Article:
Kurt Andres is a high school student who was given an opportunity to create something that is new and intriguing to him. Kurt lives in Tucson, Arizona, and because of an upcoming energy efficiency role that Arizona will be playing. Kurt created an instruments package that helps collect data about where wind turbines are being inefficient. The package helps prevent rotor damage and also maximizes the efficiency. Kurt used two simple equations to calculate all this data. With Kurt’s package he has made it incredibly easy to create the perfect wind turbine and along with that it is something that is impacting the world that he comes in contact with daily.
In this day and age breast cancer has become a problem that affects women and their friends and family’s all around the world. Brittany Wagner is 17 now and back in 7th grade she started computer programming. She says that she, “Grew fascinated by artificial intelligence” and that is what sparked her passion for computer programming. Since 7th grade Brittany has put all of her effort into an artificial neural network. The program learns as it encounters more data. Women have a small needle take a sample and the program can find the difference between benign and malignant breast tissue so that they will know quickly and efficiently what they are up against. Brittany says that this is what she wants to be doing her entire life, on the cusp of cancer research and finding cures that will save lives. She has won the Google International Science Fair and most likely multiple other prestigious awards for her ground breaking program. This is what Brittany is passionate about and it is changing the world at the same time.
Sam Klein is 12- year-old St. Louis boy who is the CEO of his own recycling company. Ever Since he was little Sam has been interested in trash and the process it goes through, especially since he is very environmentally conscious. Klein began gathering and recycling ink jet cartridges, laser toner, cell phones, and other things that should be recycled but very often, are simply thrown away. He goes around to local businesses and collects their trash for things he can recycle. He spends about 10 hours a week on his recycling business and it pays off. He gets around $200 dollars for each box of catridges he sands back to manufacturers. What does he do with the money? Sam Klein donates it to local St. Louis charities, so far he’s donated over $1000.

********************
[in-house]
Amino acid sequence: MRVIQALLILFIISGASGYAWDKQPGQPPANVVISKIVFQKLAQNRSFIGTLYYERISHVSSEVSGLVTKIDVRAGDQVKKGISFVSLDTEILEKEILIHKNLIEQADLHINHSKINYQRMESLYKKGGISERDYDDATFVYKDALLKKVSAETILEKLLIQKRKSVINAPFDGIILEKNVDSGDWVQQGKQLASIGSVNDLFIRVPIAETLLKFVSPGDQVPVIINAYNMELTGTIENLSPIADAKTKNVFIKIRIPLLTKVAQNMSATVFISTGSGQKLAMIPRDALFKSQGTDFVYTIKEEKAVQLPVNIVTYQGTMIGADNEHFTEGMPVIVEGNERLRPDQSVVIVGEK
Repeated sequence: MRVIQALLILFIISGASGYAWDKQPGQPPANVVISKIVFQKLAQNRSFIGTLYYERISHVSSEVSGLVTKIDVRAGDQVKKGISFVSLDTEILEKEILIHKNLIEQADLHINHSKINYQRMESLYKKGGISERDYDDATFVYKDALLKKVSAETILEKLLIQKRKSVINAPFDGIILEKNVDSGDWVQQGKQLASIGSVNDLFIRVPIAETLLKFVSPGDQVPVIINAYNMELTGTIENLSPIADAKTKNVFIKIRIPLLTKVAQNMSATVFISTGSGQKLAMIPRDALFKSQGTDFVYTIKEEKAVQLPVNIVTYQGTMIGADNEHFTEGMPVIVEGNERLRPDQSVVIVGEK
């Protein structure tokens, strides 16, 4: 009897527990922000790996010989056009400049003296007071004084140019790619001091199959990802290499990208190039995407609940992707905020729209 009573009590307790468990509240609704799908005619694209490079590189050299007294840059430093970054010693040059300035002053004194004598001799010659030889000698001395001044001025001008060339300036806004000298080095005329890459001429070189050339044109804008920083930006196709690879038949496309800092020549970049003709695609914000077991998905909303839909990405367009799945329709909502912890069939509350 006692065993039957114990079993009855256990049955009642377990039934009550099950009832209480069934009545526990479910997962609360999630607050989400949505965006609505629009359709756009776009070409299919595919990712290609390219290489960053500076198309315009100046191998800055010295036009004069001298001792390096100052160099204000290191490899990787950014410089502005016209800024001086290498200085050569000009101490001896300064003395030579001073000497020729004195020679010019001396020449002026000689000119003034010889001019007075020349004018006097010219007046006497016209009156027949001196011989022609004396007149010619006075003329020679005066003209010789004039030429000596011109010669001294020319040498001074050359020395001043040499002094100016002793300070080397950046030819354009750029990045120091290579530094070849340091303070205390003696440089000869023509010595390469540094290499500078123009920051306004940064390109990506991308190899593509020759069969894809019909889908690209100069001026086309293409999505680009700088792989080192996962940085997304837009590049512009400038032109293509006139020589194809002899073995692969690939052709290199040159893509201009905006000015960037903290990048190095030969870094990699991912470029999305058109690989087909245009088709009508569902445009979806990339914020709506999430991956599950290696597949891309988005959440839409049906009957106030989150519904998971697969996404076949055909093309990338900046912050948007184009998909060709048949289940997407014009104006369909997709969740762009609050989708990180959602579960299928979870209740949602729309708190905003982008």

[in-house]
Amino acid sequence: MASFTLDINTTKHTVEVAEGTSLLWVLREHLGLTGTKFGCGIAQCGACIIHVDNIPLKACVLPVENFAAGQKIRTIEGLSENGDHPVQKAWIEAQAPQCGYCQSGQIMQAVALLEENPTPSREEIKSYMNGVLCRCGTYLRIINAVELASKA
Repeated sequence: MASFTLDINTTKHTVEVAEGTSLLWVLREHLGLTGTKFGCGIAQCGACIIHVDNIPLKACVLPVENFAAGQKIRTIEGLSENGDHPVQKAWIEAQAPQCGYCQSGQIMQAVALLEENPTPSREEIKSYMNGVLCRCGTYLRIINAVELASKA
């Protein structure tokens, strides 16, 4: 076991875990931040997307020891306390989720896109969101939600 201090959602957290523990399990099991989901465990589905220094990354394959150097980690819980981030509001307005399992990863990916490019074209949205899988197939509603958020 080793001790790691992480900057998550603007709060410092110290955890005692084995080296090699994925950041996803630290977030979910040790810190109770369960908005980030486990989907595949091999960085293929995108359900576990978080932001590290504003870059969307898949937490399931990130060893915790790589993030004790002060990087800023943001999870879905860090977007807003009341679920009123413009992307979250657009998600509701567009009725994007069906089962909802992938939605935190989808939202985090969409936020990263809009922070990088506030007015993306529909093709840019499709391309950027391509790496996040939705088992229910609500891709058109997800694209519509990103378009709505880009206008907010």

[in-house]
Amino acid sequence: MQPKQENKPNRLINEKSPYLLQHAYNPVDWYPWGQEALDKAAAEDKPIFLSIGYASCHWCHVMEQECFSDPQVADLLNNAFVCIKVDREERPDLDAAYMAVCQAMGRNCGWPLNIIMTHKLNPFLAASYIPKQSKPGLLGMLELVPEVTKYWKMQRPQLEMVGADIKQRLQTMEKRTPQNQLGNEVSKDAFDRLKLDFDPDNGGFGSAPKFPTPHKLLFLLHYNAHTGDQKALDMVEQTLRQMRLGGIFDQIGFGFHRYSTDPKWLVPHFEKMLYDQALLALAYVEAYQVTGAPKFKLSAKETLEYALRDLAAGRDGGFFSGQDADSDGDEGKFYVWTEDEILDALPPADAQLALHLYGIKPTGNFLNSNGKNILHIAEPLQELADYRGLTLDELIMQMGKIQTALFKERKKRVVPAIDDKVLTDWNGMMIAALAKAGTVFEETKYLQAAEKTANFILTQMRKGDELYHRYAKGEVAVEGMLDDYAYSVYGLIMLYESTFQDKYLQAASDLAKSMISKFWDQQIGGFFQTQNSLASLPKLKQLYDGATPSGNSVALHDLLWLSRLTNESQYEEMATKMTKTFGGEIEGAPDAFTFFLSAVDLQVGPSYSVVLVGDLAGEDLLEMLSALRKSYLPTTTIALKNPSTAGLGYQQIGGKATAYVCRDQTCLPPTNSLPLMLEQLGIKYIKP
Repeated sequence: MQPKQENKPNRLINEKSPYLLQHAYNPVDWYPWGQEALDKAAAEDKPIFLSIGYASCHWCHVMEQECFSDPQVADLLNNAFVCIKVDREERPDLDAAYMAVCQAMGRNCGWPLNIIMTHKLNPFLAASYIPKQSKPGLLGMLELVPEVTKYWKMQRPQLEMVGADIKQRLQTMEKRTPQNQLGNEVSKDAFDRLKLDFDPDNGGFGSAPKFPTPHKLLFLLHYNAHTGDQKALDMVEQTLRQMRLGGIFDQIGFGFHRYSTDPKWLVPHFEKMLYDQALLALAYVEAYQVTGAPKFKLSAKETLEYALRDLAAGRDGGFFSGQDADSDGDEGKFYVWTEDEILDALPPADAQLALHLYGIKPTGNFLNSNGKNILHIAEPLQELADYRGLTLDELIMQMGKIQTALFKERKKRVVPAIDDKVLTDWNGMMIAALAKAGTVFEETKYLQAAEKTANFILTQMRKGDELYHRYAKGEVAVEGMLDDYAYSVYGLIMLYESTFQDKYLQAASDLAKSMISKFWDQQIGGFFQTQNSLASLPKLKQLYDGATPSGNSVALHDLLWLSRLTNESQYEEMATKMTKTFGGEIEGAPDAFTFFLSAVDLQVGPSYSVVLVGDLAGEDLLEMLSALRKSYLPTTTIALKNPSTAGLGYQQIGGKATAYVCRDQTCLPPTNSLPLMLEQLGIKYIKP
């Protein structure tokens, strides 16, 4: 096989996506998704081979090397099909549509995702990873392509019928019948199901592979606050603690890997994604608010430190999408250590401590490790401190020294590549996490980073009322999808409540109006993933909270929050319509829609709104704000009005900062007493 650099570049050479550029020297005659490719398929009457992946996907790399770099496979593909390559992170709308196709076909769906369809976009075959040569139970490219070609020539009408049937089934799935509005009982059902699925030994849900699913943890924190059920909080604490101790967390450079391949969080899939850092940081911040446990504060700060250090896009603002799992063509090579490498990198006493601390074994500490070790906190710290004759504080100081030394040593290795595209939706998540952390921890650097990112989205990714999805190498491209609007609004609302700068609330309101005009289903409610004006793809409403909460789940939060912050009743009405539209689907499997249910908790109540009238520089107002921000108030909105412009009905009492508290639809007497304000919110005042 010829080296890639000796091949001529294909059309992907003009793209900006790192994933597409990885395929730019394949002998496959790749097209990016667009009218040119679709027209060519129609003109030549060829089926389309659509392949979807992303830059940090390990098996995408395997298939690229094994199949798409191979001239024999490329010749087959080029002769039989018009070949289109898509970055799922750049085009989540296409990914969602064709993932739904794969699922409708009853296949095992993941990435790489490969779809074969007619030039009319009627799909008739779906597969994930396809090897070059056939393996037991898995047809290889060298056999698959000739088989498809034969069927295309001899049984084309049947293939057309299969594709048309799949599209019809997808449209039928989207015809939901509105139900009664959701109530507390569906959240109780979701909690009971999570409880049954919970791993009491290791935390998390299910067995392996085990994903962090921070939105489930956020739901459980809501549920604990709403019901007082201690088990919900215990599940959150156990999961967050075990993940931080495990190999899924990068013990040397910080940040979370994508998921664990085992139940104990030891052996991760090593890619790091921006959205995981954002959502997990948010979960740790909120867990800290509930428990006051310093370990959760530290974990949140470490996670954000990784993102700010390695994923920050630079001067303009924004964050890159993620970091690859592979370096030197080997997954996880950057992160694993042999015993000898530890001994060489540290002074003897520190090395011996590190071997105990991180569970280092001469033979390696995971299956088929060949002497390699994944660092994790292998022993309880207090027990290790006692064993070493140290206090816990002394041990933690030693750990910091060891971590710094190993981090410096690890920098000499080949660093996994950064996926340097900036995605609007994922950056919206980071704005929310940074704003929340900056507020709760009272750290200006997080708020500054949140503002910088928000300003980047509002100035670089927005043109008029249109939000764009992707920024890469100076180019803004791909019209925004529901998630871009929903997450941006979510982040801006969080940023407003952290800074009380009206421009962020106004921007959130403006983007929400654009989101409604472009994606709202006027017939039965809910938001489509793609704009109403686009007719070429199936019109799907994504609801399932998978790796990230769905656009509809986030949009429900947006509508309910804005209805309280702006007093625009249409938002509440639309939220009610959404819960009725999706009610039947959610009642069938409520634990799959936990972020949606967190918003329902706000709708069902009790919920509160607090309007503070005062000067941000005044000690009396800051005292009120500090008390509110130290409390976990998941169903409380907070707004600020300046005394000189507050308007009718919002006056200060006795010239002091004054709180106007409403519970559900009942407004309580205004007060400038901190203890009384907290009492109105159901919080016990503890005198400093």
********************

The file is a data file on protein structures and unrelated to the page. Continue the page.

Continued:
To learn more about Sam Klein and his business:
Israel native Gal Harth was only 15 when he came up with an app idea he called Doweet. Harth saw a noticed that his friends were spending most of their free time on their computers or in front of TV screens instead of being active and hanging out with each other. Thus Doweet was born to make it easier for his friends and others to go out and organize events that allowed them to connect with real people. His app uses Facebook as a platform to invite friends to comment and contribute in planing outings. With the help of his business partner 22-year-old Nir Ohayon, the two created their social media app in a matter of months and soon after were getting funding from venture capital firms. The creators of Doweet were featured in the 2011 TechCrunch Disrupt in San Francisco and their app is now available through the Apple App Store (unfortunately it has yet to be released in the US store). Gal has a wide range of interests but for him technology and entrepreneurship are his greatest passions. He saw need within his group of friends and solved with an app he could invent himself.
To find out more about Gal Harth and Doweet:
17 year old student from Australia has created a talking robot head. With hopes of soon going into Hollywood for animatronics, Marshall Tearle created this robot that display facial expressions, and talk by moving its mouth in time with sound or voices. Here is a video of it in action and how he made it. Read more here
Gabriel Schillinger was a freshman in college when he started an organization called For Darfur Inc. which is a non-for-profit organization
Read more about For Darfur in Time Magazine at: http://www.time.com/time/specials/2007/article/0,28804,1717144_1739299_1738475,00.html #ixzz1xouHWp2y
For more about Gabriel Schillinger go to: http://gabrielschillinger.com/index.html